A new study published this week in the journal Nature Neuroscience has revealed why cannabis can act as an appetite stimulant.
A group of European scientists examined the standard smelling and eating patterns of mice, and compared them to patterns exhibited by mice given THC.
Both groups of mice were offered almond and banana oils; while the mice in the control group sniffed the oils and eventually lost interest, the group of mice who were administered THC just kept sniffing. When offered food, the mice who were given THC ate substantially more than the control group.
Upon examining another group of mice that had fasted for 24 hours, the researchers found results similar to those seen in the mice given THC.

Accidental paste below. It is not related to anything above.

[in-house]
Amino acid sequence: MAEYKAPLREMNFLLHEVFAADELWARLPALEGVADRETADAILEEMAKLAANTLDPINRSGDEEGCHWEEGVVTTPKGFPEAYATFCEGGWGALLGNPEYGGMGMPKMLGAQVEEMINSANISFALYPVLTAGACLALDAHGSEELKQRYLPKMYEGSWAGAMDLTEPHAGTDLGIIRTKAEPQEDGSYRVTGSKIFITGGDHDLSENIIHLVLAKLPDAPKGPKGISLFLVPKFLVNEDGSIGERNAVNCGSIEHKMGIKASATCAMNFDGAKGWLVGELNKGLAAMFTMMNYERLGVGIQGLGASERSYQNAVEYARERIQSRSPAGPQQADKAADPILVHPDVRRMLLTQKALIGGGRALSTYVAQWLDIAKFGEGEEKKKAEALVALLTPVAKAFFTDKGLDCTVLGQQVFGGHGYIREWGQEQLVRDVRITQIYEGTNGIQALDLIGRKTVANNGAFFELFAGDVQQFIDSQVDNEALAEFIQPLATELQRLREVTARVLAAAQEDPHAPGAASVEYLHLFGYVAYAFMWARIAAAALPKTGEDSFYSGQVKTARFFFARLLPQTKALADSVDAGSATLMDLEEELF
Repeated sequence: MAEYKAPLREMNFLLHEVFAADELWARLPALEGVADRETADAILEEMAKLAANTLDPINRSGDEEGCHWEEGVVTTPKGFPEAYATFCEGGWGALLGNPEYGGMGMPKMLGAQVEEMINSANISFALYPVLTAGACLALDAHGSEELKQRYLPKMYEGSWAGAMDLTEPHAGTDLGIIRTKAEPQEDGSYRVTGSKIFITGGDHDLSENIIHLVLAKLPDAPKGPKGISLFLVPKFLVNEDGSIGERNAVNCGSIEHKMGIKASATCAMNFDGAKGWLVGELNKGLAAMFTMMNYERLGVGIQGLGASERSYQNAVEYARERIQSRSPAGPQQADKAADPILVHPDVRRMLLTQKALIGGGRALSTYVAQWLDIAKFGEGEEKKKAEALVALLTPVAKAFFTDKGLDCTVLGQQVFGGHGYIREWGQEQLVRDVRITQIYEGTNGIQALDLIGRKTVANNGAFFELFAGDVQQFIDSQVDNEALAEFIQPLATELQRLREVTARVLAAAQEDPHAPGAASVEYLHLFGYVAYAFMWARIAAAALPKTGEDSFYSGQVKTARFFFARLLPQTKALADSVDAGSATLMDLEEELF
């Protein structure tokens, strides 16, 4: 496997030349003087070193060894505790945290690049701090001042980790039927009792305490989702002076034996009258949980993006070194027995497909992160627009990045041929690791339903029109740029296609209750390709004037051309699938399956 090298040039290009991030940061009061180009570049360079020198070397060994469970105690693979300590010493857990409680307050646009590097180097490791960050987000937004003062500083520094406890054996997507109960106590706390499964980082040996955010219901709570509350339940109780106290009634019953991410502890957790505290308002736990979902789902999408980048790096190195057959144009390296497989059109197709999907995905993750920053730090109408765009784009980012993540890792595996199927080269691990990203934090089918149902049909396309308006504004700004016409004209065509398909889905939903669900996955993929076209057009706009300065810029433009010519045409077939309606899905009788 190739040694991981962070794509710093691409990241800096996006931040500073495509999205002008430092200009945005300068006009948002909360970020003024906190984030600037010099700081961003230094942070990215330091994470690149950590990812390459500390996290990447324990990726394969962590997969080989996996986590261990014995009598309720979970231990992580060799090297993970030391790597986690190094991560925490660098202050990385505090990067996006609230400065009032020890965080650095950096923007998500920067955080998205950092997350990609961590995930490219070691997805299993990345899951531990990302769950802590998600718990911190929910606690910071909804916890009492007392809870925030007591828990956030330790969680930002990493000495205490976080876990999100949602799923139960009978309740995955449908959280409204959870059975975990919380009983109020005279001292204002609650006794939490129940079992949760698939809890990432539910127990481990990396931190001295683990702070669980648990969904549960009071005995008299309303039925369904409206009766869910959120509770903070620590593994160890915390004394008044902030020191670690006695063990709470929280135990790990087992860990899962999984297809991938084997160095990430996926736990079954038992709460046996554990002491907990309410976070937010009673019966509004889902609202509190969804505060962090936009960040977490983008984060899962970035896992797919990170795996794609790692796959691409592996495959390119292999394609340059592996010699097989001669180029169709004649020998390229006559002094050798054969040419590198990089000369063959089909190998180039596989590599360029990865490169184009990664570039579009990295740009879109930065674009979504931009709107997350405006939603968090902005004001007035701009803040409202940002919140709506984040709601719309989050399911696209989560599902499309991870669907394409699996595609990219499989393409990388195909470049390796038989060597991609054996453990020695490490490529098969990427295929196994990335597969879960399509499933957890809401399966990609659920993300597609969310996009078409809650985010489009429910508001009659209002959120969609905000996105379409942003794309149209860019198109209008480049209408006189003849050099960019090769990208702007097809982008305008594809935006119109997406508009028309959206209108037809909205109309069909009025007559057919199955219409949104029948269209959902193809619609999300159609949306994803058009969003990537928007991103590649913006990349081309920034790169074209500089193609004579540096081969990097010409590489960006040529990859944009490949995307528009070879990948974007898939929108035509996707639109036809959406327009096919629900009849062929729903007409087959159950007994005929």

The scientists genetically engineered a group of mice without CB1 receptors in their olfactory bulb (the part of the brain responsible for sense of smell), and found that administering THC no longer had the same effect; the mice reacted to smells the same as the control group, and no longer exhibited an increased appetite.
Researchers determined that cannabinoid receptors located in the olfactory bulb were triggered by the THC, which acts as an imitation of the endocannabinoids naturally produced when experiencing hunger – thus, enhancing the sense of smell and increasing the appetite of the mice.
These results reveal why cannabis offers such an effective treatment for so many people suffering illness-induced appetite suppression, and indicates the strong potential for the plant’s use in wide-spread medical treatments.